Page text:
Data visualization can help you make sense of the overwhelming amount of data your business has to deal with
With the rapid increase in the amount of data, the need is greater than ever for a way to put this data in a usable, insightful format. As a result, many organizations use data visualization to collate all their information into a format that can help them make informed decisions.
Even before the advent of computers and other technology, the concept of drawing pictures was used to help understand the data. In the 17th and 18th century, maps, graphs or pie charts were used to help people make sense of the data they had access to. However, as data has become more complex, manually extracting in-depth detail has become difficult.
Fortunately, computers have made it possible to not only quickly convert high volumes of data, but to put it in a format that's easy to understand.
What is data visualization?
Simply put, data visualization is the visual representation of data in a pictorial or graphical format. It helps people understand the significance of data and create valuable insights out of it. It shows the relationship between data and communicates it through images.
Why is data visualization important?
The way the human brain processes information, it’s easier to identify patterns and trends visually than with huge rows of spreadsheets and reports. Data is much more valuable when it’s visualized. It allows people to look at complex sets of information and digest their meaning at a glance.
What types of data visualization are there?
There are a variety of ways to visualize data, and each works best for different types of data comparison. Let's have a look at some of the most common formats.
A line graph is great for understanding trends and fluctuations in data. Line graphs are used to compare different data with multiple series. It works well for demonstrating trends that change over time.
Bar charts are great for comparing multiple similar sets of data.
Scatterplots are used when there are many different data points. It's also used to identify correlation. Scatterplots help to demonstrate the distribution of data.
The good old pie chart. Pie charts are handy for showing percentages of a whole.
Waterfall chart visualization is used to show how an initial value is affected by intermediate values to give a final result. The values could be either positive or negative.
Area graphs are quite similar to linear charts. Area graphs illustrate the change in a quantity over time. Stacked area graphs allow you to compare different data sets over the same time period.
Histograms are useful to measure frequency rather than a trend that changes over time. A histogram is a combination of a bar chart and line chart. It gives an idea of concentrated data, the extremes, gaps and unusual values throughout the data set.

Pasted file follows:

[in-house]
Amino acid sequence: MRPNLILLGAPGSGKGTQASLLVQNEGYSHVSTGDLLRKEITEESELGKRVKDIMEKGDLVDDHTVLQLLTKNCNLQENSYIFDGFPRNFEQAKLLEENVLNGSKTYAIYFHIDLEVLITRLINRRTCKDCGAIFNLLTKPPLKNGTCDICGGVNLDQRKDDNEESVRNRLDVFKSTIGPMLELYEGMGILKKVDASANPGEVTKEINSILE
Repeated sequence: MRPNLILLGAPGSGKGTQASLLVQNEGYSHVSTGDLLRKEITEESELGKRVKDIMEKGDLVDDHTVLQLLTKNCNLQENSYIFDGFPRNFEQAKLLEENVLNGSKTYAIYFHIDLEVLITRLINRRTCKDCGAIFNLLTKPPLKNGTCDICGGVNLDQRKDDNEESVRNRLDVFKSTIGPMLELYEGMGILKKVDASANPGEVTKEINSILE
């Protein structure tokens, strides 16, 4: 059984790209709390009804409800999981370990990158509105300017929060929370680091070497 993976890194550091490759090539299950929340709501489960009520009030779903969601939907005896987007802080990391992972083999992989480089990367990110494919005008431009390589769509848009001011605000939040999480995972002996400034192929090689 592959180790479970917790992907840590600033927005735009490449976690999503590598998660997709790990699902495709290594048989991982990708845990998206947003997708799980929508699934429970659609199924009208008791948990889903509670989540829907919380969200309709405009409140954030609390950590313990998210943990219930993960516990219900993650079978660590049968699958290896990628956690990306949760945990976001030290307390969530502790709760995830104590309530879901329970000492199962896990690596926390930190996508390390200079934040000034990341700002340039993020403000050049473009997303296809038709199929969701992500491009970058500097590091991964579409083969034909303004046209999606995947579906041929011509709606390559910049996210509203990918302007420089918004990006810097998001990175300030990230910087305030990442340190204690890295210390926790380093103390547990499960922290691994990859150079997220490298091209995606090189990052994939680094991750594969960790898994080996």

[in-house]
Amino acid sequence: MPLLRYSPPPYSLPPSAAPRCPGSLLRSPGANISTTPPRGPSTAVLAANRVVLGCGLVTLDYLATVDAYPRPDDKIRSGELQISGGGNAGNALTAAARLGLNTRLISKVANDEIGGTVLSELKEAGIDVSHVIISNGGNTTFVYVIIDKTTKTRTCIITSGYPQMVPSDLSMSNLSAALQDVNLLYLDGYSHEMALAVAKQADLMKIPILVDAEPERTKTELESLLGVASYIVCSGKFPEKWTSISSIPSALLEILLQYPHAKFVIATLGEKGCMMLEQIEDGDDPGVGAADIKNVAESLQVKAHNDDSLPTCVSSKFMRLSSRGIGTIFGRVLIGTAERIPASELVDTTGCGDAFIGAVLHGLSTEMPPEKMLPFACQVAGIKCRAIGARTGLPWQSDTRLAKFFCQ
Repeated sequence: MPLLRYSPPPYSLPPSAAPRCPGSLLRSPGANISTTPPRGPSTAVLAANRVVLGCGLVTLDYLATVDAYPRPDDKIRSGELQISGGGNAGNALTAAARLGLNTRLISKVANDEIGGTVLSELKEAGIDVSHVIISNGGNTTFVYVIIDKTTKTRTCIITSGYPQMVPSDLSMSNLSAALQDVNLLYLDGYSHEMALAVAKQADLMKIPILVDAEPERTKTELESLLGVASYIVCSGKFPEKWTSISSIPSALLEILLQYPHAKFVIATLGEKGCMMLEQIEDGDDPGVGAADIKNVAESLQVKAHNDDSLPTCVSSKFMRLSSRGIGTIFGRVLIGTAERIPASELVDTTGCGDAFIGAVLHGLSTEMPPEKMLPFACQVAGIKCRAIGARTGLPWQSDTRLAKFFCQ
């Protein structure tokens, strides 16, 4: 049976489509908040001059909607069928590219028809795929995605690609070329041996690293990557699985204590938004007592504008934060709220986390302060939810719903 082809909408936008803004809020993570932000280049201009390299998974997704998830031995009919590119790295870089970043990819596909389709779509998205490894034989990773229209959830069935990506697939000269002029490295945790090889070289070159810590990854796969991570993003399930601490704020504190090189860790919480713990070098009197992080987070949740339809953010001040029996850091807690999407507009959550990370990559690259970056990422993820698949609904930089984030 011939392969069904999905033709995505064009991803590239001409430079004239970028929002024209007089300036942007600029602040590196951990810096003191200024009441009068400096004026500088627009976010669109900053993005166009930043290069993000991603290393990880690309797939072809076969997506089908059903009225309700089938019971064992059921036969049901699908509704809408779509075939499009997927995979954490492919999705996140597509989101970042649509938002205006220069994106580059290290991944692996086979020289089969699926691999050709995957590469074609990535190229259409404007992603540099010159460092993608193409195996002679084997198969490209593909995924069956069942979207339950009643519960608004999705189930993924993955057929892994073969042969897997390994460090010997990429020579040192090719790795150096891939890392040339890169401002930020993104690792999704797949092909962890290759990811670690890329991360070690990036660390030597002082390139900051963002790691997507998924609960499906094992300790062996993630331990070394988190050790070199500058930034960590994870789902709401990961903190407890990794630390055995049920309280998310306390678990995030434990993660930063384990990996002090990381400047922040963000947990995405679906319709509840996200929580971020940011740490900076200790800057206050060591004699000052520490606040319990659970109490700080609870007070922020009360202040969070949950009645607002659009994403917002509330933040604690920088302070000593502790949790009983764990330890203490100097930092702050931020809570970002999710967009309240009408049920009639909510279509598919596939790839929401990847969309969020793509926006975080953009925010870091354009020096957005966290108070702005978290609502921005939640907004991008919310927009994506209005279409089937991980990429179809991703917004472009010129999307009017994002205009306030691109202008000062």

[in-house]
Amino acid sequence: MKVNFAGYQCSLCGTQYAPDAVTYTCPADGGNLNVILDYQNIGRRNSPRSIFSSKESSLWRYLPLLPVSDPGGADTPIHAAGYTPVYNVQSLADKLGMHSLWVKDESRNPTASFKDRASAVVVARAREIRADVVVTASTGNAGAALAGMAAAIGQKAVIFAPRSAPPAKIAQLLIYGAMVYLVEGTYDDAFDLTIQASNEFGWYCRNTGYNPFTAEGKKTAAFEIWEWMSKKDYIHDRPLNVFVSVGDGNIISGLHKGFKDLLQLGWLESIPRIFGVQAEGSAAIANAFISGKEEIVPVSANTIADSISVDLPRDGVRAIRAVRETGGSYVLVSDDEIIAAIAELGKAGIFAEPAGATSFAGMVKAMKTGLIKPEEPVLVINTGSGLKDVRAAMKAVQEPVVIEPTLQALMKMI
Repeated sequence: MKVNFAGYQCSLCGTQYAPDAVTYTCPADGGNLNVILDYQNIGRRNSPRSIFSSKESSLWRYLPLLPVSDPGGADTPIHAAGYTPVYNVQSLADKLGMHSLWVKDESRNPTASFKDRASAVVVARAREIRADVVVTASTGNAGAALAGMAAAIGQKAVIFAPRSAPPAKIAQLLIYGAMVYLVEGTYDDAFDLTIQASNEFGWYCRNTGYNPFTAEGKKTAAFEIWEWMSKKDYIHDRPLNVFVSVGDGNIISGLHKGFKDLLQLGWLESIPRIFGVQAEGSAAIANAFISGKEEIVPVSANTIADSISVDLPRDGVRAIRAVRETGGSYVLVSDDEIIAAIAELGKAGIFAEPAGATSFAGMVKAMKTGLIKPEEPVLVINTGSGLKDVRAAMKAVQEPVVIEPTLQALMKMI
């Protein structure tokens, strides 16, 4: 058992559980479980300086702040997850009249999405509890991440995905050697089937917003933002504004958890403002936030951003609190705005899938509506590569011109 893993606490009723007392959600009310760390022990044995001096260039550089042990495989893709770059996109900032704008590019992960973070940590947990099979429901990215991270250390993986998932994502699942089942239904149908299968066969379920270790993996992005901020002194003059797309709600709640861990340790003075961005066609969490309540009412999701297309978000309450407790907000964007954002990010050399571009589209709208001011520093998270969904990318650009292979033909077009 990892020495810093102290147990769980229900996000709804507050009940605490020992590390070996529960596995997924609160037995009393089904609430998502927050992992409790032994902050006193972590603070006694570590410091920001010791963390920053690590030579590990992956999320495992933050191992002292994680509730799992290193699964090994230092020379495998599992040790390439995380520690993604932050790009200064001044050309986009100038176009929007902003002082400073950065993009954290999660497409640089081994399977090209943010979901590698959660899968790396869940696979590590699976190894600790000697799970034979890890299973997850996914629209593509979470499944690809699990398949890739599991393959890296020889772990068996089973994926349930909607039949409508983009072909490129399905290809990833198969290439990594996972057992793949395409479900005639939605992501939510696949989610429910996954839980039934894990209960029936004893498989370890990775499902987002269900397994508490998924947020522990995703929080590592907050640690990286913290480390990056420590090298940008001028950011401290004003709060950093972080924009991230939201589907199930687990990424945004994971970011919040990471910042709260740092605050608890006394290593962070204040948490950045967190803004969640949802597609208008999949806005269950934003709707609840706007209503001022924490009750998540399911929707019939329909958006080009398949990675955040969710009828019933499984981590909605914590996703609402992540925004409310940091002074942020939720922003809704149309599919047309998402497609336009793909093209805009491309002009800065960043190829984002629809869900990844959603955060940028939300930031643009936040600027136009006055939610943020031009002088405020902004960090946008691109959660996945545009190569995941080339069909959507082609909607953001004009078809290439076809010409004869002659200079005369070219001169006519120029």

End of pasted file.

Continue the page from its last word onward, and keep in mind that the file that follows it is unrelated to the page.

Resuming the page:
Ok, we probably don't need to define a map for you. But they can be a great data visualization by comparing similar data sets in different geographical regions.
Think of indicators like a temperature gauge that shows how current data compares to the overall trend. It's a snapshot of current data put in the context of historical data.
Why your business should use data visualization
According to an Experian report, 95% of US organizations use data to explore and identify business opportunities, while 84% believe that data is essential in forming their business strategy.
Here are some of the things data visualization allows you to do:
Cleanse your data
Data visualization tools can help managers to comprehend large bulk of information fast and easily as compared to reports and spreadsheets. It also allows you to filter down to the quality information and easily identify corrupted, inaccurate and irrelevant data.
Identify key business metrics
Data visualization helps you identify the metrics that make a difference to your business. Ultimately, the one metric that supersedes all others is revenue. But visualizing your data helps you identify the metrics that impact revenue.
Strategize with your data
Once you've identified these metrics, you can form strategies for how to improve them. And data visualization also gives you up-to-date feedback on the effectiveness of these strategies.
Data visualization also makes it simple to provide a snapshot of your business performance. Rather than walk investors or stakeholders through a bullet-pointed list of obtuse figures, you can give them an easy-to-understand, high-level view of the numbers that matter, and how those numbers relate to each other.
This is an incredibly powerful benefit of data visualization. Making your data dashboards visible to the entire team means every team member gets a comprehensive view of how the business is performing. And they get it from the moment they walk into the office in the morning. This level of transparency makes it easy to align your team behind strategies, and makes it easy for everyone to see which strategies are having an impact.
Every day more businesses are discovering the significance of data visualization. Those businesses that have adopted visualization tools see an enormous increase in their productivity and revenue. It empowers leadership to make informed decisions, and to quickly gauge the impact of those decisions.